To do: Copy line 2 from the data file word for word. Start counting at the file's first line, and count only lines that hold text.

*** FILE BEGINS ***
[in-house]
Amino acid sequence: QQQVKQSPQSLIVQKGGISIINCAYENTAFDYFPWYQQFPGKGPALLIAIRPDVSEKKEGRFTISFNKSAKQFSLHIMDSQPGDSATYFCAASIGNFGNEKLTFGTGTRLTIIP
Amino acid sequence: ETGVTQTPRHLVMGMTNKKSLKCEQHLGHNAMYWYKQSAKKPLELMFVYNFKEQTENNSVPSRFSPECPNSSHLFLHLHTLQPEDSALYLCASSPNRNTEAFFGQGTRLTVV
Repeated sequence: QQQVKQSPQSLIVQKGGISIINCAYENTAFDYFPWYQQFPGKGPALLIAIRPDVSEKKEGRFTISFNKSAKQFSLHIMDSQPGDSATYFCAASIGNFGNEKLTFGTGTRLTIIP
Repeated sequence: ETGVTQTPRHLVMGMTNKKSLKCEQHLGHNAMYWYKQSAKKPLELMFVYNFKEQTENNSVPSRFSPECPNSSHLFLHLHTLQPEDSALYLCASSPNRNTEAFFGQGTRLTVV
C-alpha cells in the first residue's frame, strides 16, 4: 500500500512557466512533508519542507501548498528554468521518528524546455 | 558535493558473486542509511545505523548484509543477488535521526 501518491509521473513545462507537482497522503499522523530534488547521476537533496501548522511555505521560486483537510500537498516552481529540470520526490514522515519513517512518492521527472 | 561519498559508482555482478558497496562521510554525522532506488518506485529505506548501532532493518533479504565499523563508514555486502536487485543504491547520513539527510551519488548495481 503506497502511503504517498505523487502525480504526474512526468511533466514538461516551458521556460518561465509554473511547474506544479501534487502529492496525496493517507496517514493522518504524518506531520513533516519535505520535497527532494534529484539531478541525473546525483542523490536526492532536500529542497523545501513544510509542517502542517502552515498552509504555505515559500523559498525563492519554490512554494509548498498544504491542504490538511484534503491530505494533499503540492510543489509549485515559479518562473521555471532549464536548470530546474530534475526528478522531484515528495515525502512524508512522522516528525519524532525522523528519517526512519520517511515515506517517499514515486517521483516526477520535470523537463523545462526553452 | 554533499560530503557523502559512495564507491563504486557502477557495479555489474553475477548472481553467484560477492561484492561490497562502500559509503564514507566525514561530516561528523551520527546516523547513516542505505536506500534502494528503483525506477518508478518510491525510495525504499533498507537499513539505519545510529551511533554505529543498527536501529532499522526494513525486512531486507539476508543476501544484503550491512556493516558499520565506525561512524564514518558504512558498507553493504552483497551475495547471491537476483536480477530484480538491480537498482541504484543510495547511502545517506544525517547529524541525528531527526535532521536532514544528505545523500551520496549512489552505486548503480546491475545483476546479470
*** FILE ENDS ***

Amino acid sequence: QQQVKQSPQSLIVQKGGISIINCAYENTAFDYFPWYQQFPGKGPALLIAIRPDVSEKKEGRFTISFNKSAKQFSLHIMDSQPGDSATYFCAASIGNFGNEKLTFGTGTRLTIIP